As part of an aggressive plan to cut costs, Comerica said Tuesday it plans to consolidate a dozen banking centers in Michigan next year and announced in an earnings conference call that it would save $42 million with a significant money-saving change to its pension plan.
The cuts are part of a corporate restructuring effort announced in July called GEAR UP, focused on driving up Comerica's bottom line. The bank said it would reduce its head count throughout the corporation by 9%. Nationwide, Comerica plans to cut about 800 jobs and close 38 branches.
The bank will close eight branches as of April. The closings include the Creyts Road branch in Lansing, a Montague branch in the Muskegon area, the Breton Road branch and Alpine Avenue branch in Grand Rapids, a Beaverton branch, the Circle Branch in Midland, the South Jackson Road branch in Jackson and the Urbandale Branch in Battle Creek.
In May, Comerica plans to close the Ann Arbor-Sheldon Road branch in Plymouth, the Hayes-17 Mile Road branch in Clinton Township, the Pinehurst branch in Bloomfield Hills and an in-store banking center that’s located in the Canton Kroger store on Canton Center. The planned closings are on top of four others already set for November — the Northland office in Southfield, the Michigan-Neckel office in Dearborn, the Plymouth-Winston office in Redford and the Van Dyke-Continental office in Warren.
"We have banking centers located within a few miles of the vast majority of these offices where customers will be able to continue to conduct their banking once these consolidations are complete in April or May," said Kathleen A. Pitton, vice president of corporate communications for Comerica in metro Detroit.
Pitton said it was too early to say how many people would lose jobs in Michigan, as many employees will be able to apply for other openings at Comerica. If they’re unable to find another position at Comerica, they will be eligible for severance packages and outplacement assistance. Comerica will have almost 200 banking centers in Michigan after the consolidations in May.
Comerica's top management also said that it has found other cost savings ahead — the bulk of which will come from changes to its retirement and pension plan.
A new retirement program — which bank executives said will offer "highly competitive benefits" — will replace the current pension plan and retirement account plan for most employees as of Jan. 1.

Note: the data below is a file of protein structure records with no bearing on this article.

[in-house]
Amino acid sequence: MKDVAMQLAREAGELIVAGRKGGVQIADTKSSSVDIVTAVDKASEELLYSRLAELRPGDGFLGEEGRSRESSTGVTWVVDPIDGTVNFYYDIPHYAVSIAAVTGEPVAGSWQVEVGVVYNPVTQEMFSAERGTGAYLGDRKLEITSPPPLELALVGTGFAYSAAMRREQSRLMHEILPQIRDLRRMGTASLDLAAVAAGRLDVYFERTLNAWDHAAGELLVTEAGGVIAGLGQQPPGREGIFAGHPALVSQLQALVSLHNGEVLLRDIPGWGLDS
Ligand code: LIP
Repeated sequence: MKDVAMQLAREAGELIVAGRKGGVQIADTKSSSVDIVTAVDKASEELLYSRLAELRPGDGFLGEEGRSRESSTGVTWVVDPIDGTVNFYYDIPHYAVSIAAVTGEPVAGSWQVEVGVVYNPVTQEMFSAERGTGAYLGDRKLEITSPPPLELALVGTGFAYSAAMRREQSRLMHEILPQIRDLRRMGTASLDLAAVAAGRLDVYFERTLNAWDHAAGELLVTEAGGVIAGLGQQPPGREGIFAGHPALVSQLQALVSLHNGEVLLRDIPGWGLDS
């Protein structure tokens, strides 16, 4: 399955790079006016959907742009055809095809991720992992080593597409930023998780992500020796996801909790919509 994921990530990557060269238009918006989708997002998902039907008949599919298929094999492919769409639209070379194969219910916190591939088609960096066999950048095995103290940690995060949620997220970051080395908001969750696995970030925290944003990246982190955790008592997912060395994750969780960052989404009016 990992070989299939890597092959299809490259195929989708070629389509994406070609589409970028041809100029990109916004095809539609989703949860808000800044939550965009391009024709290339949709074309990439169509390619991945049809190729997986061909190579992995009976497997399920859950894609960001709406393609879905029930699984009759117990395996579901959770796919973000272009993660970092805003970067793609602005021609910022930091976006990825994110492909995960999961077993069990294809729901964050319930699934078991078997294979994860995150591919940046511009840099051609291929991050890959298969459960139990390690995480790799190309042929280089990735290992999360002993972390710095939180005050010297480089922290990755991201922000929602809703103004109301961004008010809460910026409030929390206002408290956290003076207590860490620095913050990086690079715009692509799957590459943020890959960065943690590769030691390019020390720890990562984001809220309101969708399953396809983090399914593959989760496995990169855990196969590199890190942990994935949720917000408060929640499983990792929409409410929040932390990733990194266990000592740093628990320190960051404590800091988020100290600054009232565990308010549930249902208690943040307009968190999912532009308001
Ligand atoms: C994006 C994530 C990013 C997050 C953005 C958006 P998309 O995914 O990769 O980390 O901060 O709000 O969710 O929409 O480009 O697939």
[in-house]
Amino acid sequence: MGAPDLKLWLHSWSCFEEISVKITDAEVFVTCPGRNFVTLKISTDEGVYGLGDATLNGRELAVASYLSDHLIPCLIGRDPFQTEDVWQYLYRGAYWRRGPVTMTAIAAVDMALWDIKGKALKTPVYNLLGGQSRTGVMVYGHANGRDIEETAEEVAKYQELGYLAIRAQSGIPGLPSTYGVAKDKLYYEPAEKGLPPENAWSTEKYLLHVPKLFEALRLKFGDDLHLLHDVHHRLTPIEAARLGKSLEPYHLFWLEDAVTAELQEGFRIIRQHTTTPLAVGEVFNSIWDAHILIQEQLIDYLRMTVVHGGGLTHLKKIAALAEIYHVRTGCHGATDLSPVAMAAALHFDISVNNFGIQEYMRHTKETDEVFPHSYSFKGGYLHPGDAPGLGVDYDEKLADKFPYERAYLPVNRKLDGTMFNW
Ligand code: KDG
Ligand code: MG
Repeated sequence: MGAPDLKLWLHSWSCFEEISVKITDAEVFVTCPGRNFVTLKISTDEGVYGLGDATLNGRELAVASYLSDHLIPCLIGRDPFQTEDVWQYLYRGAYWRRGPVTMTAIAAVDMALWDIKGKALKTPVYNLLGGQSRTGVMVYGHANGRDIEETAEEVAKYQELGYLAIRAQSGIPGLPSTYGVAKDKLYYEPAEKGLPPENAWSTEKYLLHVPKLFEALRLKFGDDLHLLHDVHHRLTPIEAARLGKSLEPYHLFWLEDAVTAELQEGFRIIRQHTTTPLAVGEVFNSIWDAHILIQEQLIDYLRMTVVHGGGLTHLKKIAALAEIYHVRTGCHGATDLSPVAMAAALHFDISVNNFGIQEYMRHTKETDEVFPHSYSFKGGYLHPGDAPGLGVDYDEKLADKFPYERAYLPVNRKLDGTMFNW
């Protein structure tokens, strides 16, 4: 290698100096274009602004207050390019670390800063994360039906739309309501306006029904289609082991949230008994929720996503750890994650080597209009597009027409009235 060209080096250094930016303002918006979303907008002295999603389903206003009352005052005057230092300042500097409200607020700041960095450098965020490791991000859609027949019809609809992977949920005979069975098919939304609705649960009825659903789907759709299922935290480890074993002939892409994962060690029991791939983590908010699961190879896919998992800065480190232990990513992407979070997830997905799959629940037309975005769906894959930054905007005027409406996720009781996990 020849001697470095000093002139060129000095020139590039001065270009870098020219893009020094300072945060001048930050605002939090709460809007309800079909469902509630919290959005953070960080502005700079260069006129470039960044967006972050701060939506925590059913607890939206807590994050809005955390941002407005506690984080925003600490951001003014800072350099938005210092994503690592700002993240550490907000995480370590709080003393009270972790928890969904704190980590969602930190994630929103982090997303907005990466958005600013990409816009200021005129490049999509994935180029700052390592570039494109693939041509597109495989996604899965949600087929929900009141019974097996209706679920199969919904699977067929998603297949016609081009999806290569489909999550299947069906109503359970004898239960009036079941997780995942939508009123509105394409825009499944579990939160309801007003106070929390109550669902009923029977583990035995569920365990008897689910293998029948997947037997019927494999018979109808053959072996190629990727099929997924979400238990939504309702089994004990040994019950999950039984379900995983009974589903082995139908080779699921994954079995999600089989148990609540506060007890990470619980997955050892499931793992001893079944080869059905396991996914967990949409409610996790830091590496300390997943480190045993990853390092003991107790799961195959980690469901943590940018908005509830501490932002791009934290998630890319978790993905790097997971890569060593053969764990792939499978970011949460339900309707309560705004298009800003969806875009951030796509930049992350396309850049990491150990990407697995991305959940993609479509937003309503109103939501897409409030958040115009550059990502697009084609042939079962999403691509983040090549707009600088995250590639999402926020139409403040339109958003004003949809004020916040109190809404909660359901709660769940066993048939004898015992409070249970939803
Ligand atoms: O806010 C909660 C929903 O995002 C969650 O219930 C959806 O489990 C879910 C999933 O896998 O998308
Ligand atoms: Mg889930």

Active pension plan participants age 60 or older at the end of 2016 and current retirees will not see a change. The change in the pension and retirement plan is expected to save Comerica an estimated $7 million in 2016 and $35 million in 2017, assuming current actuarial assumptions.
Comerica chairman and CEO Ralph W. Babb Jr. said the pension changes plus some extra cost-saving measures would add about $40 million to the bank's initial financial target for the restructuring.
"As a result, we are now expecting to drive at least $270 million in additional pre-tax income for full-year 2018," Babb said in a statement. "These actions, which we have already begun to execute with urgency, take us a long way towards achieving a double-digit return on equity."
The Dallas-based bank has been under pressure from Wall Street and investors, including much public criticism from Mike Mayo, a banking analyst who has made a name by hounding boards at big-name companies. Mayo has called for a change in the CEO leadership or a sale of the bank. Comerica has faced challenges after plunging oil and gas prices hurt its energy loan portfolio.
Wall Street approved of Comerica's third-quarter earnings and latest cuts. The stock closed up Tuesday at $50.05 a share, up $1.99 a share or by 4.14%.
On Tuesday, the bank reported third-quarter net income of $149 million, up about 9.6% from $136 million for the third quarter last year.
Babb said in Tuesday's conference call with banking analysts that the bank "was not relying on a significantly better economic environment or a substantial increase in interest rates."
Bank analyst Mayo boosted the target price for Comercia stock to $56 a share from $53 following the restructuring news and earnings call, and boosted earnings estimates for 2017 and 2018 due to additional expense savings from the new retirement plan. The risks to earnings include worse-than-expected economic conditions in the Midwest, California and Texas, according to Mayo's report that was released Tuesday.
Mayo noted in the bank's conference call that Comerica was clearly taking tough actions. But he questioned whether Comerica was open to a sale of the bank.
Mayo said Comerica appeared to be renovating the house to quite a degree but wondered if the bank had taken further steps in the process for a potential sale.
Babb did not offer a specific response.
"We are always open to alternatives that present themselves," Babb said in answer to the question.